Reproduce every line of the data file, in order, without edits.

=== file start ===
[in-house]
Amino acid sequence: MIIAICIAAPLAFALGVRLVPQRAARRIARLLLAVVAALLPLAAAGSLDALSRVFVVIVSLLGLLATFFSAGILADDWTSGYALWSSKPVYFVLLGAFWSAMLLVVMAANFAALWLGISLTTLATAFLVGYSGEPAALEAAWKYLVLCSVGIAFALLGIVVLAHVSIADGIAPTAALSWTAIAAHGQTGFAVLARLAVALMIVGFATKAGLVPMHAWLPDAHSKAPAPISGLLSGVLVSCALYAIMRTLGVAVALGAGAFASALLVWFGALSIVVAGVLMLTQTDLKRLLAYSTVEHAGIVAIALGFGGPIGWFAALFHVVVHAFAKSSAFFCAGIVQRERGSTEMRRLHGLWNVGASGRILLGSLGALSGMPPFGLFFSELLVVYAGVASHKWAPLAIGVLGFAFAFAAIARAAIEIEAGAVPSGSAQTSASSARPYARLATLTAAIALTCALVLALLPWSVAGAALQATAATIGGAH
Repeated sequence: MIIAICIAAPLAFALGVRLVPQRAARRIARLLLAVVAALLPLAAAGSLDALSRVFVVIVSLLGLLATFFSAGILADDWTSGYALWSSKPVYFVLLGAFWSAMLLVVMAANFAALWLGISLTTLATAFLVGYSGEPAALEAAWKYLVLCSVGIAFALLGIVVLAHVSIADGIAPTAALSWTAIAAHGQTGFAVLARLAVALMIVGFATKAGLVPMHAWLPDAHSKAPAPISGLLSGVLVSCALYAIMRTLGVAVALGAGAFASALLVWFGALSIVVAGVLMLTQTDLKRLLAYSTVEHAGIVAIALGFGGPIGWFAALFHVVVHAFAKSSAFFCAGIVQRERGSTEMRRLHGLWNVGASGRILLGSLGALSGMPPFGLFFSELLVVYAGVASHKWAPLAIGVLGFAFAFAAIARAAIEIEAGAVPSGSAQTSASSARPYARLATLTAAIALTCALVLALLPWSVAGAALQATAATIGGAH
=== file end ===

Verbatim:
[in-house]
Amino acid sequence: MIIAICIAAPLAFALGVRLVPQRAARRIARLLLAVVAALLPLAAAGSLDALSRVFVVIVSLLGLLATFFSAGILADDWTSGYALWSSKPVYFVLLGAFWSAMLLVVMAANFAALWLGISLTTLATAFLVGYSGEPAALEAAWKYLVLCSVGIAFALLGIVVLAHVSIADGIAPTAALSWTAIAAHGQTGFAVLARLAVALMIVGFATKAGLVPMHAWLPDAHSKAPAPISGLLSGVLVSCALYAIMRTLGVAVALGAGAFASALLVWFGALSIVVAGVLMLTQTDLKRLLAYSTVEHAGIVAIALGFGGPIGWFAALFHVVVHAFAKSSAFFCAGIVQRERGSTEMRRLHGLWNVGASGRILLGSLGALSGMPPFGLFFSELLVVYAGVASHKWAPLAIGVLGFAFAFAAIARAAIEIEAGAVPSGSAQTSASSARPYARLATLTAAIALTCALVLALLPWSVAGAALQATAATIGGAH
Repeated sequence: MIIAICIAAPLAFALGVRLVPQRAARRIARLLLAVVAALLPLAAAGSLDALSRVFVVIVSLLGLLATFFSAGILADDWTSGYALWSSKPVYFVLLGAFWSAMLLVVMAANFAALWLGISLTTLATAFLVGYSGEPAALEAAWKYLVLCSVGIAFALLGIVVLAHVSIADGIAPTAALSWTAIAAHGQTGFAVLARLAVALMIVGFATKAGLVPMHAWLPDAHSKAPAPISGLLSGVLVSCALYAIMRTLGVAVALGAGAFASALLVWFGALSIVVAGVLMLTQTDLKRLLAYSTVEHAGIVAIALGFGGPIGWFAALFHVVVHAFAKSSAFFCAGIVQRERGSTEMRRLHGLWNVGASGRILLGSLGALSGMPPFGLFFSELLVVYAGVASHKWAPLAIGVLGFAFAFAAIARAAIEIEAGAVPSGSAQTSASSARPYARLATLTAAIALTCALVLALLPWSVAGAALQATAATIGGAH